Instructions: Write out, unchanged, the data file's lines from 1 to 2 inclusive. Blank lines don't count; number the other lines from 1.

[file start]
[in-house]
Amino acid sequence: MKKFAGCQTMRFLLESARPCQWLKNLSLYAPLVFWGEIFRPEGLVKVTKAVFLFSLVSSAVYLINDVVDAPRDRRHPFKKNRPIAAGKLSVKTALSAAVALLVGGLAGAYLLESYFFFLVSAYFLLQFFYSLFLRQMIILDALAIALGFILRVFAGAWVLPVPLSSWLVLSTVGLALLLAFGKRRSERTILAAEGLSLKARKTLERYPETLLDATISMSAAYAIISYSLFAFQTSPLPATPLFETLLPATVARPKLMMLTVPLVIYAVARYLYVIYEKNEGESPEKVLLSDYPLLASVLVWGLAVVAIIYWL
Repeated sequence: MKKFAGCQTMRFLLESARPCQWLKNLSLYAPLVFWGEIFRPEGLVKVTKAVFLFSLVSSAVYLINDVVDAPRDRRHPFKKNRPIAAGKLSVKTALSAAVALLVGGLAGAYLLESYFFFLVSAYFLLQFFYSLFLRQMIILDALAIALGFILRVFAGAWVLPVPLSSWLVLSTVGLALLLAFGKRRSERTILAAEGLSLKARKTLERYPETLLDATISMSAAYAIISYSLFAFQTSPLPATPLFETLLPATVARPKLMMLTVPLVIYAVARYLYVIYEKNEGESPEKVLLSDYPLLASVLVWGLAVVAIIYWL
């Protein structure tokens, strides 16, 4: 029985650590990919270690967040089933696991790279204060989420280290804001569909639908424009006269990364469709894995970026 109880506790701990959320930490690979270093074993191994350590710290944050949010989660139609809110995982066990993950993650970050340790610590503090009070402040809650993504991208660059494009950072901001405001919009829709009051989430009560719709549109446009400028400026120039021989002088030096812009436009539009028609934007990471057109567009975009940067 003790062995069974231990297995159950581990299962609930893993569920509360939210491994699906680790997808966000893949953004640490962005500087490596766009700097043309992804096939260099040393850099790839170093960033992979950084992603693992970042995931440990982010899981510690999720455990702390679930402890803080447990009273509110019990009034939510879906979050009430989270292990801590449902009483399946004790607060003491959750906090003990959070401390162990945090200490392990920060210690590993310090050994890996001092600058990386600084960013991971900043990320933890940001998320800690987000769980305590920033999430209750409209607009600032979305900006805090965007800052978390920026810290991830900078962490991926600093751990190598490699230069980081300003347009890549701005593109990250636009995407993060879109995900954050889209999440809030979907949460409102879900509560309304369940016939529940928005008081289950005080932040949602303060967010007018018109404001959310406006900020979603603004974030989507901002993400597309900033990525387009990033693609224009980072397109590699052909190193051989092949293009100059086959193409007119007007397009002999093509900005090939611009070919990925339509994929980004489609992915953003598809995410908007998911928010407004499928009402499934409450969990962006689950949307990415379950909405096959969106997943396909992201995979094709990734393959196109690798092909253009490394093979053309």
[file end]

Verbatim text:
[in-house]
Amino acid sequence: MKKFAGCQTMRFLLESARPCQWLKNLSLYAPLVFWGEIFRPEGLVKVTKAVFLFSLVSSAVYLINDVVDAPRDRRHPFKKNRPIAAGKLSVKTALSAAVALLVGGLAGAYLLESYFFFLVSAYFLLQFFYSLFLRQMIILDALAIALGFILRVFAGAWVLPVPLSSWLVLSTVGLALLLAFGKRRSERTILAAEGLSLKARKTLERYPETLLDATISMSAAYAIISYSLFAFQTSPLPATPLFETLLPATVARPKLMMLTVPLVIYAVARYLYVIYEKNEGESPEKVLLSDYPLLASVLVWGLAVVAIIYWL